“Home is where the heart is”. The phrase resonates deeply with those of us that treat our homes as a sanctuary. A safe haven that we can retreat to relax and de-stress when the world outside gets a bit too crazy. It is also a form of self-expression. And like any other art form, it speaks volumes about one’s personality, interests and individuality. But if you feel like your space is missing that je ne sais quoi, is in need of a complete makeover or you are just looking for some inspiration then we have just the thing for you.
We caught up with Lucy Harris of Lucy Harris Studio on what is the latest in the world of interior design. Lucy is a full-service Manhattan-based interior designer with many years of experience under her belt. She comes from a long lineage of art enthusiasts and furniture makers so it comes as no surprise that she has creativity flowing through her veins. And that makes her one of the best in the business. Lucy draws inspiration from many sources including her frequent travels to Europe, Rome in particular, and her childhood homes in MA and Boston which served as gold mines of eclectic art and renaissance era antiques.
Nidhi Mohan: Describe your style?
I try to hunt for the look and feel that it appropriate for each client in my huge library of vintage and contemporary design books. We do primarily residential work and our design should tell our clients story and be comfortable and appropriate for their lifestyle. Oh and be beautiful too!
I am history obsessed and love Italian and French design from the 1950s until today with a particular love of the late 1960s and early 1970s (also for fashion). II use historical pieces to add layers and depth to my work. I like clean lines, sculptural shapes, interesting textures, some color and geometric and abstract patterns. But, above all, each and every item has to have something to say.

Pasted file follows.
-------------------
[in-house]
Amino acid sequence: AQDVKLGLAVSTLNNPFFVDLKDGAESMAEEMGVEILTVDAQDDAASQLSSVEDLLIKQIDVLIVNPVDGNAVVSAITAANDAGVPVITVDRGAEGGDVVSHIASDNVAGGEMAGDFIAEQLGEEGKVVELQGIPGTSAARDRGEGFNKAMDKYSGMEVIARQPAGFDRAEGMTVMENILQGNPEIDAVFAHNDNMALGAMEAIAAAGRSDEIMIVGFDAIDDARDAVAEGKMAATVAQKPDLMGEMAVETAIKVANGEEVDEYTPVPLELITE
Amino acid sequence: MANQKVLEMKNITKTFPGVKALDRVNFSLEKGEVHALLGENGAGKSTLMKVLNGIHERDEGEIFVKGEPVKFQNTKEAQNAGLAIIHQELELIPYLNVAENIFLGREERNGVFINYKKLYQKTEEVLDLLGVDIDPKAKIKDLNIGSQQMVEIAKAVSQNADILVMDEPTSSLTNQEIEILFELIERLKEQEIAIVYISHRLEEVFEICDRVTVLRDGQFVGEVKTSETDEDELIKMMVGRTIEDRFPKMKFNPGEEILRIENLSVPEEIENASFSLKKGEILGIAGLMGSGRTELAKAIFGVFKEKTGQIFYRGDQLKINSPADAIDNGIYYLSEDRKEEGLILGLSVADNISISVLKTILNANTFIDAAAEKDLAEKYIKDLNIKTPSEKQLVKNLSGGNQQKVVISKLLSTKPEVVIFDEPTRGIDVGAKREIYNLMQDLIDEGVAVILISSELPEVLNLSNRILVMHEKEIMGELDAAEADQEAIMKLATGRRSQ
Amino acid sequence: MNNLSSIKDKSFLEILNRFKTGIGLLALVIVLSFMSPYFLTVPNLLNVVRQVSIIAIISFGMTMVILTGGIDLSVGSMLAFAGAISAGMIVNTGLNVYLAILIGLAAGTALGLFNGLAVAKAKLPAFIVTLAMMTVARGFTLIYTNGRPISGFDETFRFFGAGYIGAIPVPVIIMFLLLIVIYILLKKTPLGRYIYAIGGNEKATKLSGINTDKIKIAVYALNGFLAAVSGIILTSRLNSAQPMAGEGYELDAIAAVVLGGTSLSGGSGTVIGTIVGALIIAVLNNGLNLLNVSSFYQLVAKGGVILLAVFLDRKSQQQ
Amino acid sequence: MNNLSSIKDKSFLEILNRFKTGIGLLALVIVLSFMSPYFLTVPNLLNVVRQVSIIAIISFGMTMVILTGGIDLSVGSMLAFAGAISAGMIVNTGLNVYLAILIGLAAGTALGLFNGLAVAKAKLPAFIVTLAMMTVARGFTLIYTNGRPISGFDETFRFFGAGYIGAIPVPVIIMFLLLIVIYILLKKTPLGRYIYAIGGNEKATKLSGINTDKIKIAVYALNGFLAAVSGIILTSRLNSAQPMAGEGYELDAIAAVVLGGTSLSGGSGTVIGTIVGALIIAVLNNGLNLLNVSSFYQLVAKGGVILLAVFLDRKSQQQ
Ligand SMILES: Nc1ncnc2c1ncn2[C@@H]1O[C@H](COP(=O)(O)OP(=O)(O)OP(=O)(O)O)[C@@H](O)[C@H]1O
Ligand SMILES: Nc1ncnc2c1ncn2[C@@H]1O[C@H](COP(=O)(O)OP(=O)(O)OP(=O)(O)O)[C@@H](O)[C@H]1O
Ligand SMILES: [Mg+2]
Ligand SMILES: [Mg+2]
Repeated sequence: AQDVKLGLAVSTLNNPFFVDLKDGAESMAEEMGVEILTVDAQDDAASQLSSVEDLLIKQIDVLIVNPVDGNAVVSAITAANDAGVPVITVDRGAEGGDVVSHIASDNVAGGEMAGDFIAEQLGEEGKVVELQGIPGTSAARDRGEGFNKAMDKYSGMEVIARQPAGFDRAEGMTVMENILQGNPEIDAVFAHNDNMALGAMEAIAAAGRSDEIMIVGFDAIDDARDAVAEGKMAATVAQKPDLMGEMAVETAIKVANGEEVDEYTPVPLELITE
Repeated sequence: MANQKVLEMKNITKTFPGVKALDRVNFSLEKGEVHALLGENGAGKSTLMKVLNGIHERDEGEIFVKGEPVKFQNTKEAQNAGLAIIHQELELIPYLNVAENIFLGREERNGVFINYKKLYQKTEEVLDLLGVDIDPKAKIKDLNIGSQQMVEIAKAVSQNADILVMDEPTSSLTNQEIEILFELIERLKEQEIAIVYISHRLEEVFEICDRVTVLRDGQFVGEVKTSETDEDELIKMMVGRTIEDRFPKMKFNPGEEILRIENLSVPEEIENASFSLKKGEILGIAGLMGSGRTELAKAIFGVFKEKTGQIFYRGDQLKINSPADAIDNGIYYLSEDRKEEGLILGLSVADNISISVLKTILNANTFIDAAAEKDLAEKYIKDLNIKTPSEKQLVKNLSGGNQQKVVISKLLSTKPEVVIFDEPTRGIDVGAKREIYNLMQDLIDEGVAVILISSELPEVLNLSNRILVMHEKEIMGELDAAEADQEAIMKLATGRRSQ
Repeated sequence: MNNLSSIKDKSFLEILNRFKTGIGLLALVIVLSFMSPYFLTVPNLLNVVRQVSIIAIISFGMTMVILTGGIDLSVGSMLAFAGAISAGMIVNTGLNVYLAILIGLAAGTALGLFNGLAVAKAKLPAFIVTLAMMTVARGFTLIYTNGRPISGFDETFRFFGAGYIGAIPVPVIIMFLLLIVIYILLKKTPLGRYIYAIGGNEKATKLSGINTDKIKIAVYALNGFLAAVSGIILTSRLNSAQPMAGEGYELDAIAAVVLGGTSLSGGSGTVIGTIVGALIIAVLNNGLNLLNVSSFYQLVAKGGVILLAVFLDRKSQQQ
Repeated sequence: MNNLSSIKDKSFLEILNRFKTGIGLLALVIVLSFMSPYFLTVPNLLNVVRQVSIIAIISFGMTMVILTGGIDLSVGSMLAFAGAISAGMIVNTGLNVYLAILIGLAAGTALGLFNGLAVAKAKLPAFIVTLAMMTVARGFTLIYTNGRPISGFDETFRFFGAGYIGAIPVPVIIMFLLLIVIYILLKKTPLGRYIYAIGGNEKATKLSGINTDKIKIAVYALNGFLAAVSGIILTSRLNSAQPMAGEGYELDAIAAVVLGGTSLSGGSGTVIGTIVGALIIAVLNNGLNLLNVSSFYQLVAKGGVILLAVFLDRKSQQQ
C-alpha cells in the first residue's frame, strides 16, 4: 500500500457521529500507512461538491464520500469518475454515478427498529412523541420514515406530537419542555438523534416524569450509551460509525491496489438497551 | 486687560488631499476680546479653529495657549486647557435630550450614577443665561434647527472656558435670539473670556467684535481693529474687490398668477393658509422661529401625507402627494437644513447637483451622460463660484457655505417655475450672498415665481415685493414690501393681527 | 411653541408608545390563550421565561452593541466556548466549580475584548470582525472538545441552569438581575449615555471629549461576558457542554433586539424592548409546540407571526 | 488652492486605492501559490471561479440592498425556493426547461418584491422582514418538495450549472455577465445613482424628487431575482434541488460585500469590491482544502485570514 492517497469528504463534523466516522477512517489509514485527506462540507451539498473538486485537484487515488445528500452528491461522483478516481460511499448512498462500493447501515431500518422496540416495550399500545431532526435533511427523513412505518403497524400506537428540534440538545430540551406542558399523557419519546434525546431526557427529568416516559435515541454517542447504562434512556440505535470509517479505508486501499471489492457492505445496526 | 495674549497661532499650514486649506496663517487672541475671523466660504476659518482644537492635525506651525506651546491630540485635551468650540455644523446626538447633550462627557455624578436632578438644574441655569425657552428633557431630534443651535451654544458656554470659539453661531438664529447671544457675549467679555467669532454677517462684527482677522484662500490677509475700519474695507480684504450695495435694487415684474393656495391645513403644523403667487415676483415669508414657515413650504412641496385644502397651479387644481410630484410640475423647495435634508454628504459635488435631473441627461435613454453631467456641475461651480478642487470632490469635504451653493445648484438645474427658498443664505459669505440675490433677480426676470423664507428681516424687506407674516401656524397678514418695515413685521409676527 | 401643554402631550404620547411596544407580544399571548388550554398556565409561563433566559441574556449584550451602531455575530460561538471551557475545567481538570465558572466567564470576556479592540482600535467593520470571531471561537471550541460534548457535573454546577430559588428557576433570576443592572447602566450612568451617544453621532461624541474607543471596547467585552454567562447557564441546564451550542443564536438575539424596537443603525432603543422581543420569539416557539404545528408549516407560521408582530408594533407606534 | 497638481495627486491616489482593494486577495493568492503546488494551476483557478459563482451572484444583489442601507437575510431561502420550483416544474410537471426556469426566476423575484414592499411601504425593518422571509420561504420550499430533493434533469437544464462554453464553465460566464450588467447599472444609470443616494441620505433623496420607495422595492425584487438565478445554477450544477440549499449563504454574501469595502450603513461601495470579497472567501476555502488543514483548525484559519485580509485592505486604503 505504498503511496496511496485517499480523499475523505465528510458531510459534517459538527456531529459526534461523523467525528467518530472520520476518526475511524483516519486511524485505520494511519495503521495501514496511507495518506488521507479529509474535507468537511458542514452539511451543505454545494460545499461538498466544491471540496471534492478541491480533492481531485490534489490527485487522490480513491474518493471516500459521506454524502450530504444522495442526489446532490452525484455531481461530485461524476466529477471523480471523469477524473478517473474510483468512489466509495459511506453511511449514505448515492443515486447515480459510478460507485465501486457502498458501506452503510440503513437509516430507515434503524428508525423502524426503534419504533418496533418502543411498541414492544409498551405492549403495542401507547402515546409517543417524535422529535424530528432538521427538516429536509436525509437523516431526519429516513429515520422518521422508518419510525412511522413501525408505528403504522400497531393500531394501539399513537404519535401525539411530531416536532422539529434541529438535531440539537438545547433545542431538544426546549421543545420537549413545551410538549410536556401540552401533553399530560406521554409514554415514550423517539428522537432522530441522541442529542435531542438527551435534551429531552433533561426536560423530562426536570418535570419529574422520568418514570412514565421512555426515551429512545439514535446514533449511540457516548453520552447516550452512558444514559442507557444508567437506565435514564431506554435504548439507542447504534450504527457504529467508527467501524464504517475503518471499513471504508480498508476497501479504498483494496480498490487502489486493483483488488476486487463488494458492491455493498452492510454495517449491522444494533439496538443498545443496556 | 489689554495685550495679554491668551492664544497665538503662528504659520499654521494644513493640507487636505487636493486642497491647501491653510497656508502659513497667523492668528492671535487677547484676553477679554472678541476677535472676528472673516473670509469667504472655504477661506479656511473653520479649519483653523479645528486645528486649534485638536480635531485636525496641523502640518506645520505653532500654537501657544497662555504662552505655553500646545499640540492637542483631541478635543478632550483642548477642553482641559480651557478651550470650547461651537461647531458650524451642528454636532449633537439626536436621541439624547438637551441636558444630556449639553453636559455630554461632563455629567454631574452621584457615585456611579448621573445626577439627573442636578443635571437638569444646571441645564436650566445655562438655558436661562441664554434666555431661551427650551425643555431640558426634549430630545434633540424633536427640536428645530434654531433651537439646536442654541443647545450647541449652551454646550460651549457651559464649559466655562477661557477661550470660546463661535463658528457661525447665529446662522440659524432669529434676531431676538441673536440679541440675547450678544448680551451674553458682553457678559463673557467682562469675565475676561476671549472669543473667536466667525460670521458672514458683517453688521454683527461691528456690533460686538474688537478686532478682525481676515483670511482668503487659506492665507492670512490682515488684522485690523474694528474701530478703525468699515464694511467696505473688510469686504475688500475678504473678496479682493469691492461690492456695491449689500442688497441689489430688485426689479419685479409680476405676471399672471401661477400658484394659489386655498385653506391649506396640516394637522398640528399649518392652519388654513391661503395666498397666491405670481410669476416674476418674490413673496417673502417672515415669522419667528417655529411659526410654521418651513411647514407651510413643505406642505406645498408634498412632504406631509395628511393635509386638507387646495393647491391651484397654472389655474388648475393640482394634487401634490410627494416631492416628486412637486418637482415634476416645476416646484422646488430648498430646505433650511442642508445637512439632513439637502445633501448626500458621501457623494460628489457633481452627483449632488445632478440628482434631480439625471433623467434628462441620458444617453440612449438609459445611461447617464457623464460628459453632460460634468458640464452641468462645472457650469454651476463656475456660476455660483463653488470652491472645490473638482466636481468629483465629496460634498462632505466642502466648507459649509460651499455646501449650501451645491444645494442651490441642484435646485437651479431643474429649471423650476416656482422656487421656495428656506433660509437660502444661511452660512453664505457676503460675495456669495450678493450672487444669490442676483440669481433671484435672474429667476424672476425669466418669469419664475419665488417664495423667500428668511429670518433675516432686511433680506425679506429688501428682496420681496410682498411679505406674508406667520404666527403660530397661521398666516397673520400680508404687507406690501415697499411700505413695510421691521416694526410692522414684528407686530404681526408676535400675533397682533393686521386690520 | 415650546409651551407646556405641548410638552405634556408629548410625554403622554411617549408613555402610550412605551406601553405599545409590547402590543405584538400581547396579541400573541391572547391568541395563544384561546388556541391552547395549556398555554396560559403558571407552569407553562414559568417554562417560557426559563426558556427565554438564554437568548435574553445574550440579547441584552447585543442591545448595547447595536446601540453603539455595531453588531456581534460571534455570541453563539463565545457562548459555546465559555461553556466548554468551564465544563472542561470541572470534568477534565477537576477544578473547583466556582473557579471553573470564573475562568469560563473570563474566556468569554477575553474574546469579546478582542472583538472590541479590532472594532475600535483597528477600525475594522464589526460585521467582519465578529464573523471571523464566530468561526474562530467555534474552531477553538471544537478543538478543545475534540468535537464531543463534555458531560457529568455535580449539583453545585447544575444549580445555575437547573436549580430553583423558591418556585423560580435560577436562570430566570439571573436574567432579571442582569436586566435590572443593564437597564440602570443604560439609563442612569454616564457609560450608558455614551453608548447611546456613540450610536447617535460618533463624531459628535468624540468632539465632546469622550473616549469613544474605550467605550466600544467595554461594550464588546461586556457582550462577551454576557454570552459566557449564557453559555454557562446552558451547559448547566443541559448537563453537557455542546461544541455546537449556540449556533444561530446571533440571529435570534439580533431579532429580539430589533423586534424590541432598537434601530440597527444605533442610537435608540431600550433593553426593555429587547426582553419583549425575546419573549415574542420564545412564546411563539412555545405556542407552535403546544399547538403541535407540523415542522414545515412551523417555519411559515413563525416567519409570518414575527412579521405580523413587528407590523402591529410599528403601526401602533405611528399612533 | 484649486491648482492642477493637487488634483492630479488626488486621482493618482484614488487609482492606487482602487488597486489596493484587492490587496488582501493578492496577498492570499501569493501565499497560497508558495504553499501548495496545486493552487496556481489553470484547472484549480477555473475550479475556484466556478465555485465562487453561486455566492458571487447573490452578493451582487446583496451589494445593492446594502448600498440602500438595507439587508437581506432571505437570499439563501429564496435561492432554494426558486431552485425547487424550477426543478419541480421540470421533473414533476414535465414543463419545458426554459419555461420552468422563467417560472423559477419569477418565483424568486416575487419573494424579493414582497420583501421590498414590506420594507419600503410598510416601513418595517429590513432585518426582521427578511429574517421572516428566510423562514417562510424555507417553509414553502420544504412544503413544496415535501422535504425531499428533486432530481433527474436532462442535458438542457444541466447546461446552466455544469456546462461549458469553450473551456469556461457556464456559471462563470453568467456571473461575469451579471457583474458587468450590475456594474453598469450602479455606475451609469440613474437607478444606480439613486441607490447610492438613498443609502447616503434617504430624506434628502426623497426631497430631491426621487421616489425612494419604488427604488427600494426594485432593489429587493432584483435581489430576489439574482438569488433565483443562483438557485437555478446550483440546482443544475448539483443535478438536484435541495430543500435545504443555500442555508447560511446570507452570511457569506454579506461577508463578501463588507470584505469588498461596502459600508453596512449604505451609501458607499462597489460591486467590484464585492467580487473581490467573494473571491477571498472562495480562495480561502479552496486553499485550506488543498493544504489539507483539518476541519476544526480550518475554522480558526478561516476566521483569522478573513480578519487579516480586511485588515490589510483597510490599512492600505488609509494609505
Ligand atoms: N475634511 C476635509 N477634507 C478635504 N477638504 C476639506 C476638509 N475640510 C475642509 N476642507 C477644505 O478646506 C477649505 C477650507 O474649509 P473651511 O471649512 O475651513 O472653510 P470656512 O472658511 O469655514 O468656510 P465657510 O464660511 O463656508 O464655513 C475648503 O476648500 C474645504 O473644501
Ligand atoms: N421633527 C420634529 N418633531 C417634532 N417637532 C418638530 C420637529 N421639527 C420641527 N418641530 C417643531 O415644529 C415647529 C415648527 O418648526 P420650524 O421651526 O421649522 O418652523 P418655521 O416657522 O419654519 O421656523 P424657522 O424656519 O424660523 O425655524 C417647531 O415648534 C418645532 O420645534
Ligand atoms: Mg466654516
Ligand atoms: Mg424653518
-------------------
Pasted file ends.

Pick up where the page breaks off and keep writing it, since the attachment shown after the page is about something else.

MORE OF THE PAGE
NM : What are some of your favourite emerging trends on the interior decor scene?
I want my interiors to be timeless and don’t focus a lot on trends. Trends can blur our perception as to whether something really is well-designed and will last or whether it just looks great because it fits the moment.
But, I am pretty excited by the fabulous love-children of some American boutiques that sell fashion and items for the home. Seattle and New York City-based Totokaelo and New York City-based La Garconne have incredible pieces for the home by American artisans that are minimal in shape but made with honest materials with great textures.
There is an incredible burst of energy in the design scene in New York and the United States and I am benefitting from people who bridge an important gap between art and design for objects for the home like Jonathan Nesci, John Hogan, Doug Johnston, Cody Hoyt and galleries like Patrick Parrish and Matter here in New York city.
NM: When designing a room what is the most important factor for you?
That the elements come together in a kind of poetry that can’t be explained. Proportion, scale, pattern, color, location, mood, lighting and many other factors must come together. But if I had to pick one thing it I would say the shapes of the furniture in relation to each other. I like exploring space in a sculptural way.
NM: Describe how designing in New York is different from other cities.
New Yorkers are game for starting fresh which is incredibly rewarding. We get to create a vision and execute it throughout their entire home. What me and my team do is about art and vision and beauty and these are things that we all need in our lives and New Yorkers value that.
Also, in New York City, we spend so much time in public: on the subway, in restaurants, in an office building, walking down the street, that New Yorkers really value their home as a place to recharge and be with their family and friends. I wake up feeling lucky that people invite us into their homes to create the background for their lives.
NM: What are you getting requests for most in terms of design or material?
People want clean-lined pieces in an uncluttered interior that doesn’t feel cold or slick. The slick minimalism of pre-recession interiors has been replaced by a mix of woods, natural fabrics and a sense of warmth with minimal lines.
NM: What is your favourite type of job? Do you prefer remodeling or renovating?
My favorite project is when we collaborate on a renovation but handle all of the decor. When we get to create a total environment down to the art that is on the wall and the linens on the beds. For me good design is about living a good life, so all these elements matter. I could even design a menu for each home! Sight, smell, taste, touch – all the senses matter to me.
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